IT WAS in company with the secretary of the American legation that I called upon Nicolas de Pierola, the President of Peru. His Excellency had appointed two P. M. for my audience, and at that hour we entered the long one-story building which forms the White House and the government offices of the Republic. Soldiers in uniforms of white duck, with rifles at their sides, were at the door, and as we passed in we went by a company of infantry ready for immediate action in case of revolution. Additional rifles stood in racks against the walls, and we seemed to be in a fortress rather than in the capitol building of a country supposed to be ruled by the people.
Peru is a land of revolutions. Its present executive is a revolutionist, who gained his position after months of hard fighting. In the houses and churches of Lima you may still see the holes where the cannon-balls of his soldiers went crashing through. He besieged the city, and for days his army fought with that of the former President in the heart of Lima. They had Gatling guns trained upon one another, and swept the streets with them. The dead were carried out each morning by the cartload, and there were so many dead horses that they could not be buried, but were sprinkled with coal-oil and burned. The end of the revolution was the deposition of the old president Caceres, and the election of the present executive.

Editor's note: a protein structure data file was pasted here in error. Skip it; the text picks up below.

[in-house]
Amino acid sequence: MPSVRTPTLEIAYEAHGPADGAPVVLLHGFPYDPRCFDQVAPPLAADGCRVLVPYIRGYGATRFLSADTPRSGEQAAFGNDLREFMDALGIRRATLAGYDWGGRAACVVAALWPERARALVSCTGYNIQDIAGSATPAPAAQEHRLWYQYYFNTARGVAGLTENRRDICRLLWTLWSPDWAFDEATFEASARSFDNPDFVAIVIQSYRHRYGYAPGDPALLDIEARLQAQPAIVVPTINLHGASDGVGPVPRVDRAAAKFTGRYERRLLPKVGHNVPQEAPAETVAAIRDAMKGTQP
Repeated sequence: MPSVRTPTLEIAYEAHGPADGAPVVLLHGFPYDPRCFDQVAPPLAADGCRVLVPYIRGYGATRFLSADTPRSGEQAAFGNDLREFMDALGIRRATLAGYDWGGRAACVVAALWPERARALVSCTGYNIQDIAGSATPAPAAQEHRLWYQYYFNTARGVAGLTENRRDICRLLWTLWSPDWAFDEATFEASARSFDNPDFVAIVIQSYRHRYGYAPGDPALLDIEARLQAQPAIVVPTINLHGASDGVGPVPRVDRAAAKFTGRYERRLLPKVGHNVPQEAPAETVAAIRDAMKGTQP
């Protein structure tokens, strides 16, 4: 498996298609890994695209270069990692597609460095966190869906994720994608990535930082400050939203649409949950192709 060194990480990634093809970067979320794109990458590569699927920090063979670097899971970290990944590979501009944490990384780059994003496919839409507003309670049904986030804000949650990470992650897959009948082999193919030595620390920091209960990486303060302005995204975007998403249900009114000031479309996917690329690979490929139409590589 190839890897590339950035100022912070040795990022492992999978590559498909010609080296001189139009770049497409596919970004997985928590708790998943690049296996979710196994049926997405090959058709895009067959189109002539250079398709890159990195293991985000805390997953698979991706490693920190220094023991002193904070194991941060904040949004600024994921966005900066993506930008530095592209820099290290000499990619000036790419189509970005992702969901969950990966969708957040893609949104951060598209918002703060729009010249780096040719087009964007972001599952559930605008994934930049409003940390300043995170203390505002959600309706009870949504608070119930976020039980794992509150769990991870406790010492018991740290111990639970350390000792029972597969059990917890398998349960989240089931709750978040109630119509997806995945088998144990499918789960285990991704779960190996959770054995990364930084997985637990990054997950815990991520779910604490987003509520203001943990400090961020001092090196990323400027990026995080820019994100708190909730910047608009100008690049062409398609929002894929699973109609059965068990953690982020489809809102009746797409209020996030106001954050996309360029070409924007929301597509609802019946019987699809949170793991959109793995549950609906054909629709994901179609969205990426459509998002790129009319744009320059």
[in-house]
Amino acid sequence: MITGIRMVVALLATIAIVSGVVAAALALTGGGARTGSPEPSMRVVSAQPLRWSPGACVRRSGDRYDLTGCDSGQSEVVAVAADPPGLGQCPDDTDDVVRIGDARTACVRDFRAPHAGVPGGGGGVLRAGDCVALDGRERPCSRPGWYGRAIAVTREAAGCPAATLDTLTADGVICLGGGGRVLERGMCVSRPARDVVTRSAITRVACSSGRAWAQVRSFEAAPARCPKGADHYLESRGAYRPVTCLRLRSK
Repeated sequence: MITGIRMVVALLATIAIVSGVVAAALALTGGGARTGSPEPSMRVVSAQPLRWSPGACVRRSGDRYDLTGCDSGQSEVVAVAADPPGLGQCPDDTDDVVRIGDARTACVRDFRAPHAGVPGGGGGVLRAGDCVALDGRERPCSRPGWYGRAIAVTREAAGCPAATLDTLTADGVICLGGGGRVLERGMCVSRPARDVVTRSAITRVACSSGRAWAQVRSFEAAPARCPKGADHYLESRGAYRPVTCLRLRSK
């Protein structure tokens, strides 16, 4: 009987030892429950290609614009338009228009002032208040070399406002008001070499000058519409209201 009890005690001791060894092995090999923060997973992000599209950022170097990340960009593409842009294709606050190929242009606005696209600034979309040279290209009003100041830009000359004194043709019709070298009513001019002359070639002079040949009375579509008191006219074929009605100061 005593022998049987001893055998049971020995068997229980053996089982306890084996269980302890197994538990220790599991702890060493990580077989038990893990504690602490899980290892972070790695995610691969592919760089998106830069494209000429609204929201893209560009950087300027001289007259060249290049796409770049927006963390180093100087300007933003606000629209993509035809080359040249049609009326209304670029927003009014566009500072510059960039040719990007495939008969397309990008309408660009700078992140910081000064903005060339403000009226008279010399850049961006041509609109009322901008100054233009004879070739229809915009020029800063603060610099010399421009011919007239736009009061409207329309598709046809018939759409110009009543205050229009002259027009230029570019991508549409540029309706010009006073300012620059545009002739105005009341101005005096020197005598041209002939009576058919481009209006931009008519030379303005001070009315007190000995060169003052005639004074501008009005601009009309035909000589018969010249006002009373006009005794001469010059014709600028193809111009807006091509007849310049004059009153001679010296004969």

President Pierola’s career is a typical one. It illustrates the ups and downs of South American politics, and shows us how republics are managed below the Caribbean Sea. Nicolas de Pierola is the son of a Peruvian scientist, his father having been a co-worker with Alexander von Humboldt, Sir Humphry Davy, and Von Tschudi, the noted Austrian philosopher and traveller. Pierola was born in southern Peru. He was educated in Paris, where he married the granddaughter of Iturbide, the unfortunate Emperor of Mexico. On returning to Peru at the close of his school days, he began his life work in Lima as an editor supporting the President. A revolution overturned the administration, and Pierola was banished. This revolution was succeeded by another, with one of Pierola’s friends at its head, and the young man was brought back to the capital and made Secretary of the Treasury. He had hardly received his seal before the President who had been last driven out appeared before Lima with another army, and again Pierola and the executive whom he had been supporting had to leave. Then the war with Chile came on, and Pierola was called back to be one of the generals of the Peruvian army. His soldiers were defeated, but, the President having fled the country, he became dictator. After a short time, however, the Chileans conquered, and deposed Pierola. He was ordered to leave the country, and fled to France.